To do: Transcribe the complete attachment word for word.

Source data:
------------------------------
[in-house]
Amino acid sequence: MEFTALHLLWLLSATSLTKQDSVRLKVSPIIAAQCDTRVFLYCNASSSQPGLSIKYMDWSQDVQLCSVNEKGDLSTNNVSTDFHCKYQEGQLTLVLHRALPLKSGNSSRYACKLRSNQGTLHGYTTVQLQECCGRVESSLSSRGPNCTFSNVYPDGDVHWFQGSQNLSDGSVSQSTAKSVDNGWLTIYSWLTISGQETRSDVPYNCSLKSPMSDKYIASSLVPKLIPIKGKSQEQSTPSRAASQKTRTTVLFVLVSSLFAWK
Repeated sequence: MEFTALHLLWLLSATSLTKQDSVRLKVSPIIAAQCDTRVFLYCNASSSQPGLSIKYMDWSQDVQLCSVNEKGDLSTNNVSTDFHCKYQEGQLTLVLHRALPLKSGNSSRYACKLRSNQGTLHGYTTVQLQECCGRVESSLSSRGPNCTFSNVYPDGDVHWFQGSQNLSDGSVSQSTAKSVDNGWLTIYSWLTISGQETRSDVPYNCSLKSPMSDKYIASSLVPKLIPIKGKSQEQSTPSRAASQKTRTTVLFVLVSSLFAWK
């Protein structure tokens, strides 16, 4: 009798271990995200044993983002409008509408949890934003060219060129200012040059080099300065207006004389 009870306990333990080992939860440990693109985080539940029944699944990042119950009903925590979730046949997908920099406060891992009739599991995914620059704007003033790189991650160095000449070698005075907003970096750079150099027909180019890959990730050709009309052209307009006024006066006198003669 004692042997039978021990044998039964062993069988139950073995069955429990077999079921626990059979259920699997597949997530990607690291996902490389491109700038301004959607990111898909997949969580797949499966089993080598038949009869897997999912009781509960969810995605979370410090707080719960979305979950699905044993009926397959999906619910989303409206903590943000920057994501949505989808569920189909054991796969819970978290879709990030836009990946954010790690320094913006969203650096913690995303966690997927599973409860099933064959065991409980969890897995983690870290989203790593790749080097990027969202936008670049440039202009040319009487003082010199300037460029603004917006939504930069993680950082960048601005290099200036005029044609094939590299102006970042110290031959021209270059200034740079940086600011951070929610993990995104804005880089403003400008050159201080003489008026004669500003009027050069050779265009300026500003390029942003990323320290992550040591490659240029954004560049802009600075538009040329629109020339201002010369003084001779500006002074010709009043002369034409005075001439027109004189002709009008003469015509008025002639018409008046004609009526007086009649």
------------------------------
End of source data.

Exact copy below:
[in-house]
Amino acid sequence: MEFTALHLLWLLSATSLTKQDSVRLKVSPIIAAQCDTRVFLYCNASSSQPGLSIKYMDWSQDVQLCSVNEKGDLSTNNVSTDFHCKYQEGQLTLVLHRALPLKSGNSSRYACKLRSNQGTLHGYTTVQLQECCGRVESSLSSRGPNCTFSNVYPDGDVHWFQGSQNLSDGSVSQSTAKSVDNGWLTIYSWLTISGQETRSDVPYNCSLKSPMSDKYIASSLVPKLIPIKGKSQEQSTPSRAASQKTRTTVLFVLVSSLFAWK
Repeated sequence: MEFTALHLLWLLSATSLTKQDSVRLKVSPIIAAQCDTRVFLYCNASSSQPGLSIKYMDWSQDVQLCSVNEKGDLSTNNVSTDFHCKYQEGQLTLVLHRALPLKSGNSSRYACKLRSNQGTLHGYTTVQLQECCGRVESSLSSRGPNCTFSNVYPDGDVHWFQGSQNLSDGSVSQSTAKSVDNGWLTIYSWLTISGQETRSDVPYNCSLKSPMSDKYIASSLVPKLIPIKGKSQEQSTPSRAASQKTRTTVLFVLVSSLFAWK
């Protein structure tokens, strides 16, 4: 009798271990995200044993983002409008509408949890934003060219060129200012040059080099300065207006004389 009870306990333990080992939860440990693109985080539940029944699944990042119950009903925590979730046949997908920099406060891992009739599991995914620059704007003033790189991650160095000449070698005075907003970096750079150099027909180019890959990730050709009309052209307009006024006066006198003669 004692042997039978021990044998039964062993069988139950073995069955429990077999079921626990059979259920699997597949997530990607690291996902490389491109700038301004959607990111898909997949969580797949499966089993080598038949009869897997999912009781509960969810995605979370410090707080719960979305979950699905044993009926397959999906619910989303409206903590943000920057994501949505989808569920189909054991796969819970978290879709990030836009990946954010790690320094913006969203650096913690995303966690997927599973409860099933064959065991409980969890897995983690870290989203790593790749080097990027969202936008670049440039202009040319009487003082010199300037460029603004917006939504930069993680950082960048601005290099200036005029044609094939590299102006970042110290031959021209270059200034740079940086600011951070929610993990995104804005880089403003400008050159201080003489008026004669500003009027050069050779265009300026500003390029942003990323320290992550040591490659240029954004560049802009600075538009040329629109020339201002010369003084001779500006002074010709009043002369034409005075001439027109004189002709009008003469015509008025002639018409008046004609009526007086009649």